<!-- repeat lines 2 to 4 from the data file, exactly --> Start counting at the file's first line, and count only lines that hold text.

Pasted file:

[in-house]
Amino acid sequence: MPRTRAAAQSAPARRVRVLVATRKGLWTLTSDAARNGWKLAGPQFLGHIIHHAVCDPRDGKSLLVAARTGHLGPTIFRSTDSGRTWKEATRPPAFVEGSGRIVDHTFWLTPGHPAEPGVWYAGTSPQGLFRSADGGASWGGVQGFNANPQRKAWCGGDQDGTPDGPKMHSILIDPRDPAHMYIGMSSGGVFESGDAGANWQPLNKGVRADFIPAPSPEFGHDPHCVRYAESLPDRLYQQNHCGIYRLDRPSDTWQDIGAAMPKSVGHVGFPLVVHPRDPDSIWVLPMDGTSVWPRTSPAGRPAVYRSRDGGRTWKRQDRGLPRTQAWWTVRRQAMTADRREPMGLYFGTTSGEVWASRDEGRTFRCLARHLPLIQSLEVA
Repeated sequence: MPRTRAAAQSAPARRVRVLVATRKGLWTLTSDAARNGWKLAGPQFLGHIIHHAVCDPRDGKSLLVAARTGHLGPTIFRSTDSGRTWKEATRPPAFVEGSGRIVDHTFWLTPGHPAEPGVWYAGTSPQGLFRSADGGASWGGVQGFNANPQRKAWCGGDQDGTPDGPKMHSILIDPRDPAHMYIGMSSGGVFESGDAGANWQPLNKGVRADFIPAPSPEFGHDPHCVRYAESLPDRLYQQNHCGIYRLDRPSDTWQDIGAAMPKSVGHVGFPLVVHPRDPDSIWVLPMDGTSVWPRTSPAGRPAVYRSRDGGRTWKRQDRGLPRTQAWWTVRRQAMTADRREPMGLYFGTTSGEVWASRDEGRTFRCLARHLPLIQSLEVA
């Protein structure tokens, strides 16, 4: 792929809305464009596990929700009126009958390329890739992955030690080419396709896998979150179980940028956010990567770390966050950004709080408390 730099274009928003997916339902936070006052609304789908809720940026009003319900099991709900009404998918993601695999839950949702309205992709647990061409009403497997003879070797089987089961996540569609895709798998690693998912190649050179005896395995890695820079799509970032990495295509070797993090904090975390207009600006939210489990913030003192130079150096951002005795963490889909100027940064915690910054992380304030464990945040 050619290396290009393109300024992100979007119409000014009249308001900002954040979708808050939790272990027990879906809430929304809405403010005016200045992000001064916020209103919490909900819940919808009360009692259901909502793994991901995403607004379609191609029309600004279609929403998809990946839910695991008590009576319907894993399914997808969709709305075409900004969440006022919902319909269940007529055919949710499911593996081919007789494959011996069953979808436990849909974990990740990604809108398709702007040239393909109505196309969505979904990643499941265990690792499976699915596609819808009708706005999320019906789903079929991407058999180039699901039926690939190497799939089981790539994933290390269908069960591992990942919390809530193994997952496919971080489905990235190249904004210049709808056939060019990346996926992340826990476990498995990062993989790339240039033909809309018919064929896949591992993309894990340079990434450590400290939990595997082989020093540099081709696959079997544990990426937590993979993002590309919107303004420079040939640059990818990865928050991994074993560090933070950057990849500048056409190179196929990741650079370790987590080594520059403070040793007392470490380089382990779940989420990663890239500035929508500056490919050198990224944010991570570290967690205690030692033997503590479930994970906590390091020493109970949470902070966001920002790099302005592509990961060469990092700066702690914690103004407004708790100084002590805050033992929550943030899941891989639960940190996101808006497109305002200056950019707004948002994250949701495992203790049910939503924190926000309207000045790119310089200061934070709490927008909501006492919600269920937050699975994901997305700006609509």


Amino acid sequence: MPRTRAAAQSAPARRVRVLVATRKGLWTLTSDAARNGWKLAGPQFLGHIIHHAVCDPRDGKSLLVAARTGHLGPTIFRSTDSGRTWKEATRPPAFVEGSGRIVDHTFWLTPGHPAEPGVWYAGTSPQGLFRSADGGASWGGVQGFNANPQRKAWCGGDQDGTPDGPKMHSILIDPRDPAHMYIGMSSGGVFESGDAGANWQPLNKGVRADFIPAPSPEFGHDPHCVRYAESLPDRLYQQNHCGIYRLDRPSDTWQDIGAAMPKSVGHVGFPLVVHPRDPDSIWVLPMDGTSVWPRTSPAGRPAVYRSRDGGRTWKRQDRGLPRTQAWWTVRRQAMTADRREPMGLYFGTTSGEVWASRDEGRTFRCLARHLPLIQSLEVA
Repeated sequence: MPRTRAAAQSAPARRVRVLVATRKGLWTLTSDAARNGWKLAGPQFLGHIIHHAVCDPRDGKSLLVAARTGHLGPTIFRSTDSGRTWKEATRPPAFVEGSGRIVDHTFWLTPGHPAEPGVWYAGTSPQGLFRSADGGASWGGVQGFNANPQRKAWCGGDQDGTPDGPKMHSILIDPRDPAHMYIGMSSGGVFESGDAGANWQPLNKGVRADFIPAPSPEFGHDPHCVRYAESLPDRLYQQNHCGIYRLDRPSDTWQDIGAAMPKSVGHVGFPLVVHPRDPDSIWVLPMDGTSVWPRTSPAGRPAVYRSRDGGRTWKRQDRGLPRTQAWWTVRRQAMTADRREPMGLYFGTTSGEVWASRDEGRTFRCLARHLPLIQSLEVA
């Protein structure tokens, strides 16, 4: 792929809305464009596990929700009126009958390329890739992955030690080419396709896998979150179980940028956010990567770390966050950004709080408390 730099274009928003997916339902936070006052609304789908809720940026009003319900099991709900009404998918993601695999839950949702309205992709647990061409009403497997003879070797089987089961996540569609895709798998690693998912190649050179005896395995890695820079799509970032990495295509070797993090904090975390207009600006939210489990913030003192130079150096951002005795963490889909100027940064915690910054992380304030464990945040 050619290396290009393109300024992100979007119409000014009249308001900002954040979708808050939790272990027990879906809430929304809405403010005016200045992000001064916020209103919490909900819940919808009360009692259901909502793994991901995403607004379609191609029309600004279609929403998809990946839910695991008590009576319907894993399914997808969709709305075409900004969440006022919902319909269940007529055919949710499911593996081919007789494959011996069953979808436990849909974990990740990604809108398709702007040239393909109505196309969505979904990643499941265990690792499976699915596609819808009708706005999320019906789903079929991407058999180039699901039926690939190497799939089981790539994933290390269908069960591992990942919390809530193994997952496919971080489905990235190249904004210049709808056939060019990346996926992340826990476990498995990062993989790339240039033909809309018919064929896949591992993309894990340079990434450590400290939990595997082989020093540099081709696959079997544990990426937590993979993002590309919107303004420079040939640059990818990865928050991994074993560090933070950057990849500048056409190179196929990741650079370790987590080594520059403070040793007392470490380089382990779940989420990663890239500035929508500056490919050198990224944010991570570290967690205690030692033997503590479930994970906590390091020493109970949470902070966001920002790099302005592509990961060469990092700066702690914690103004407004708790100084002590805050033992929550943030899941891989639960940190996101808006497109305002200056950019707004948002994250949701495992203790049910939503924190926000309207000045790119310089200061934070709490927008909501006492919600269920937050699975994901997305700006609509």